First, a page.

Airborne hazards exams probably saved their lives

Doctors find cancers during unique health examinations


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When Army Veteran Tim Peterson joined the VA Airborne Hazards and Open Burn Pit Registry, he thought he was a healthy guy. At 60 years old, he ran a 5K and did 80 push-ups and sit-ups three days a week.

“I give myself a standard Army PT test once a year (pictured above) and I could pass at any age category,” he said. “I felt great, I never got sick, I was sharp as a tack.”

So, when the environmental health team from the VA Eastern Colorado Health Care System called him in 2019 to see if he would like to take advantage of the free, optional health evaluation that’s a part of the registry, he initially thought “why should I go?”

But in the end, he did get the exam – and it probably saved his life.

Navy Veteran Yanderyn Shoup has a similar story. When her local Veteran Service Officer sent her information about the VA Gulf War Registry in 2019, “I clicked to see if I would qualify, and I did, because it was open to anyone who was on a ship in the Persian Gulf. I didn’t have any symptoms, but I figured it couldn’t hurt,” Shoup said.

Not your average doctor’s appointment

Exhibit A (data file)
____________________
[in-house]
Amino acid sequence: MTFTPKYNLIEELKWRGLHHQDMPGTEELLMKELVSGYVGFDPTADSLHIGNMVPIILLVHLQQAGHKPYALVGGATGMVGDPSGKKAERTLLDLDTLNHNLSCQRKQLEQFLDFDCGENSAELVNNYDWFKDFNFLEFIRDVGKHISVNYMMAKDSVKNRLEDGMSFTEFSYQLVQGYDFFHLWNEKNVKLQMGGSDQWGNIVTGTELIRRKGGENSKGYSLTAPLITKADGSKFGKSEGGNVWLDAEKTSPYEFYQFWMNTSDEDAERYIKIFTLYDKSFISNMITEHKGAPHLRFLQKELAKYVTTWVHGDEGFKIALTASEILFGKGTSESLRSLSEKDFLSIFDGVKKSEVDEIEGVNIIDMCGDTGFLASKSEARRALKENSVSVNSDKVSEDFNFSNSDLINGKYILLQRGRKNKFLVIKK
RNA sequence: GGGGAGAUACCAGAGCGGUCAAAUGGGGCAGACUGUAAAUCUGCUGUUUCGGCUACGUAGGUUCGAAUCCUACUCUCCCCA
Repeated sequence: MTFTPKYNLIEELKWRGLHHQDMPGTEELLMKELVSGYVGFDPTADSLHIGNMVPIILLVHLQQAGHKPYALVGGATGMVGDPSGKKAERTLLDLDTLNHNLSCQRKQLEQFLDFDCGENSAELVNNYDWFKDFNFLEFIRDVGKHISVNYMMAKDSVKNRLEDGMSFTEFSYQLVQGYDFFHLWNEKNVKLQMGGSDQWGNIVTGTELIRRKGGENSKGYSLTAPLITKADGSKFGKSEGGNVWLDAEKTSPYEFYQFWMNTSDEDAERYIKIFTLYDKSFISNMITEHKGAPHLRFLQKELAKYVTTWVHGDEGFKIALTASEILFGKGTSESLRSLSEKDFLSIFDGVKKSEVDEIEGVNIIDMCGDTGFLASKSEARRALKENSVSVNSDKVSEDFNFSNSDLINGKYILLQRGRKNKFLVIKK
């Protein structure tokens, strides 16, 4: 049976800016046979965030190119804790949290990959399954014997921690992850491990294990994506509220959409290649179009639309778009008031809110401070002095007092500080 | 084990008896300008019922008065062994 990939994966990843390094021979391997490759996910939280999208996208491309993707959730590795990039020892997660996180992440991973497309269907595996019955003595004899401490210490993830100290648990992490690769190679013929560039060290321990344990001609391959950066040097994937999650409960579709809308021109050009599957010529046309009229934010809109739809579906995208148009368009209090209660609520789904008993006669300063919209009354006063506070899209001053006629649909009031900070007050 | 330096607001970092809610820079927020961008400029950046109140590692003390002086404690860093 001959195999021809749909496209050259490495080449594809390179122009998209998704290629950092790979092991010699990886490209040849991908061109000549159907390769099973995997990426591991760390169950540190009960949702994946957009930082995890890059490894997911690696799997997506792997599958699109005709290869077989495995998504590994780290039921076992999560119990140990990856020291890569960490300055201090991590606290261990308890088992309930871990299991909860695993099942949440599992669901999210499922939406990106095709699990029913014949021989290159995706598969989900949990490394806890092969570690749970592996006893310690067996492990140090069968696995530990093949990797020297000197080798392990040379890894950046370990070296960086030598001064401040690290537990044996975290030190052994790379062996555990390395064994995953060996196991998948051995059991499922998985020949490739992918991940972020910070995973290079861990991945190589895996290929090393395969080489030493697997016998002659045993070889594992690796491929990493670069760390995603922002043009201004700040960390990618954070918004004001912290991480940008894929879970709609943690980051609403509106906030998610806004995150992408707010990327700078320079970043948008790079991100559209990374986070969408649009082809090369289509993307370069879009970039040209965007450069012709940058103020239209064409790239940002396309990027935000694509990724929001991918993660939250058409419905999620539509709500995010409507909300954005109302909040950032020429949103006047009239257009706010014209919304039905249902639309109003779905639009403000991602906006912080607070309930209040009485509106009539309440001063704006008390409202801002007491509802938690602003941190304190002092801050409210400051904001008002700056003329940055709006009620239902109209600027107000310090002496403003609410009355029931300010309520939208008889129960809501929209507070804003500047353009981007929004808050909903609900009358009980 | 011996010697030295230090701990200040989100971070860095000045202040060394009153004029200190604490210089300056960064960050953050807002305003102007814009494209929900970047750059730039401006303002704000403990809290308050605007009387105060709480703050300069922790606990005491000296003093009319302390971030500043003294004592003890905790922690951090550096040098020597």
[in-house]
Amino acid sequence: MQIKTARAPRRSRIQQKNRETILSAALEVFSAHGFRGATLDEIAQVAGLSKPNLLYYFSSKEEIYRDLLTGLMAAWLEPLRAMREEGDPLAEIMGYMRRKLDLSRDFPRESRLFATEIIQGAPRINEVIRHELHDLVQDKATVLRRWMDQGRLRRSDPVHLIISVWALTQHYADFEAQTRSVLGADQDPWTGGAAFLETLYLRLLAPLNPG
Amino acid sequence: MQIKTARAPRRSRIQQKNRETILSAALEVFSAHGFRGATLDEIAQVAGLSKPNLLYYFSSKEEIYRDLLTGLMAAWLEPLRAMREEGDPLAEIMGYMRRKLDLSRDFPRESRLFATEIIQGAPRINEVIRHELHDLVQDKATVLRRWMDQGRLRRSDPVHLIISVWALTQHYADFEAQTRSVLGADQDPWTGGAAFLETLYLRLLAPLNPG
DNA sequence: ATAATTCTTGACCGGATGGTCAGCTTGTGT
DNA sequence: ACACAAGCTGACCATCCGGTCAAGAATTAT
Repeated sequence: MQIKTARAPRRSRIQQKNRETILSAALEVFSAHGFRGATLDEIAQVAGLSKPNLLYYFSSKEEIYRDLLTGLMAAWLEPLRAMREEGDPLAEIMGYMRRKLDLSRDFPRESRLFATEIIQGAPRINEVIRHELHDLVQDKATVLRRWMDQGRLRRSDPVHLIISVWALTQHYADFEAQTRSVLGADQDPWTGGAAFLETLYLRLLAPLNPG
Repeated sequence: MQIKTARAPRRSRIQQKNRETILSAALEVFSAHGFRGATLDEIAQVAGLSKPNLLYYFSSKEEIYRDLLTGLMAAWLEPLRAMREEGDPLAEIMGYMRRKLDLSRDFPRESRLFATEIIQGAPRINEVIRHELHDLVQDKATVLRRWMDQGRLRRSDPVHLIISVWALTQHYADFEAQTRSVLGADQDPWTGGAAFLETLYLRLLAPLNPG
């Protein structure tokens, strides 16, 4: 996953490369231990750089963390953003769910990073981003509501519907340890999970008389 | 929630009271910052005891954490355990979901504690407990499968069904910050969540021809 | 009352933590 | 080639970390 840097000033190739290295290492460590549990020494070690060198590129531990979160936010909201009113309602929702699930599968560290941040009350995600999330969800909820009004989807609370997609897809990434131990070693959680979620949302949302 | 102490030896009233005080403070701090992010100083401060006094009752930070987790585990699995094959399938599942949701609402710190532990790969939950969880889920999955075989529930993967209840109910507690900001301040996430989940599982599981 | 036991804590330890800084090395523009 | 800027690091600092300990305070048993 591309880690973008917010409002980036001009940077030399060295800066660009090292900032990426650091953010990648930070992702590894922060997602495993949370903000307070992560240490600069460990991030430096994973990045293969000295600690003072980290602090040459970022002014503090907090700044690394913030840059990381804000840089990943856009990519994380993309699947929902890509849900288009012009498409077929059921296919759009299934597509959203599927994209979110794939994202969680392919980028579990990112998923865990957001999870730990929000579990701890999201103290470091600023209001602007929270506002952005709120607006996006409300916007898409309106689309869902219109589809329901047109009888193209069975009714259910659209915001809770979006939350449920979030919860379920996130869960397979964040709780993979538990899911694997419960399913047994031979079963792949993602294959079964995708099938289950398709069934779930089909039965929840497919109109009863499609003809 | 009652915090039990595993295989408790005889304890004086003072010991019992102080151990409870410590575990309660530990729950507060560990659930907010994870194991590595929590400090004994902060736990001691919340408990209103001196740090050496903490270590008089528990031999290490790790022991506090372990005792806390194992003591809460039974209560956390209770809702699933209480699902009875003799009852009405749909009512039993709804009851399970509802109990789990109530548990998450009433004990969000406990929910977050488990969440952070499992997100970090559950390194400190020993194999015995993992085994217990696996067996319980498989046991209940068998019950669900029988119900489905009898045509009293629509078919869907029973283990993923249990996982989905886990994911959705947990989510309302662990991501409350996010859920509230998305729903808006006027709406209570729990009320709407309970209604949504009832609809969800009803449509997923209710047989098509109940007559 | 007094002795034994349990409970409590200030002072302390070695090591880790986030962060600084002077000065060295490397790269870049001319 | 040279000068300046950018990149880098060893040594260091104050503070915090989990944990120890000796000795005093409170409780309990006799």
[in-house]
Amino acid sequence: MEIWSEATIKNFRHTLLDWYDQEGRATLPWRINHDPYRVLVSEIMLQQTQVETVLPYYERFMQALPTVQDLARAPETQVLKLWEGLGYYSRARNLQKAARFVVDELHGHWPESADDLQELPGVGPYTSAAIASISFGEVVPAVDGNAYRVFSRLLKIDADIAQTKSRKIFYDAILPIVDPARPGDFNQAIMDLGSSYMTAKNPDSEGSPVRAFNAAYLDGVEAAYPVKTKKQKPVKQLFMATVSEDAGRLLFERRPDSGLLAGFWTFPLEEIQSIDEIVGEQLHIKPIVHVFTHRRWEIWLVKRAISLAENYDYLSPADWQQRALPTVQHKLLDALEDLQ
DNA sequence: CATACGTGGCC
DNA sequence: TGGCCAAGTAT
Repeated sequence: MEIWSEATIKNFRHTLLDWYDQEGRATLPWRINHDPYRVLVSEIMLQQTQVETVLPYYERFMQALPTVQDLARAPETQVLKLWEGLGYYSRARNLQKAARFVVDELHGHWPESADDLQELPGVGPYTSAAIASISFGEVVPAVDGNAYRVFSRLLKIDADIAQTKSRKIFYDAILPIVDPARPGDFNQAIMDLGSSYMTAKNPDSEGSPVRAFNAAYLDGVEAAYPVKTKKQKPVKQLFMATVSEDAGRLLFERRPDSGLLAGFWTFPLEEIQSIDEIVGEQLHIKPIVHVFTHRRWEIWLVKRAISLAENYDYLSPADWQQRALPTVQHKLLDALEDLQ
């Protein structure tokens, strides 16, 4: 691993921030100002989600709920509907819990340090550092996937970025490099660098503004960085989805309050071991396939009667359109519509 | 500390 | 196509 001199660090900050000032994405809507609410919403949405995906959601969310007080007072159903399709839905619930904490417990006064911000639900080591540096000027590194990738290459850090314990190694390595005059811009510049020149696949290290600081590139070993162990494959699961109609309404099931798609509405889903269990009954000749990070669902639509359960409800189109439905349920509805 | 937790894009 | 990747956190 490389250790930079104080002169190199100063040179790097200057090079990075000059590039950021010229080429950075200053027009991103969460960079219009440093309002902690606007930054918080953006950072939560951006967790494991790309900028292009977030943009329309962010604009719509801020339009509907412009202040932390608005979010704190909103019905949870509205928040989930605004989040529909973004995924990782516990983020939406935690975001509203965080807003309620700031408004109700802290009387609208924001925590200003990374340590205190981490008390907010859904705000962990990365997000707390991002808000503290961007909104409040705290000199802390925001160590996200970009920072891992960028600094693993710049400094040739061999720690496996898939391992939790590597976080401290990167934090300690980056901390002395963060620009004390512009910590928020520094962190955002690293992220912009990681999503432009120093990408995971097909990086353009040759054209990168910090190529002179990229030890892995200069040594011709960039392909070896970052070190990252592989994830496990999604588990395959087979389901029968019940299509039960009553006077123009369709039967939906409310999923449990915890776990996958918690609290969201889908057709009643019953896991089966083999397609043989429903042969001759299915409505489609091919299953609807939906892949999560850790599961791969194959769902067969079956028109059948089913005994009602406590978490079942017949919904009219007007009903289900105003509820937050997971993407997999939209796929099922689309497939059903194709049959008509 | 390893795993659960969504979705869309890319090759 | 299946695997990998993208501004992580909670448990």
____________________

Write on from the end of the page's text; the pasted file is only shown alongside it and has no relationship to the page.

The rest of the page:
Both registry evaluations were performed by Dr. Anisa Moore, an environmental health clinician at the VA clinic in Golden, CO.  As a part of VA’s post-deployment health programs, Moore regularly examines Veterans who join both the airborne hazards and Gulf War registries.

“For Veterans who may have been exposed to a variety of environmental hazards during their deployments, VA registry exams can be the mechanism that gets them connected to treatment for any diagnosis,” Moore said. “We diagnose anything we find, regardless of whether it could have been caused by their military exposures.”

Like her colleagues across the VA health care system, Moore’s registry evaluations are more in-depth than a regular doctor’s appointment. She considers these visits her “one bite at the apple” to do a comprehensive physical examination. She asks in-depth questions that aren’t always covered during regular primary care visits and orders a variety of diagnostic tests.

All free of charge to registry participants

“I was very impressed with Dr. Moore, just the questions she asked,” Peterson said of his exam. “And then she said, ‘Let’s run you over for an x-ray just to make sure your lungs are fine.’ And they were, but there was something at the top of my abdomen. I was so lucky they caught it.”

Navy Veteran Yanderyn Shoup and family

What his scans showed was a large tumor on his pancreas. “What you don’t realize is that most people don’t know until it’s too late,” Peterson added. “By the time I would have felt anything, it would have been too late.” Almost a year and a half later, after additional tests determined his type of pancreatic cancer could be controlled by monthly chemo injections, his tumors have shrunk, and he is doing well.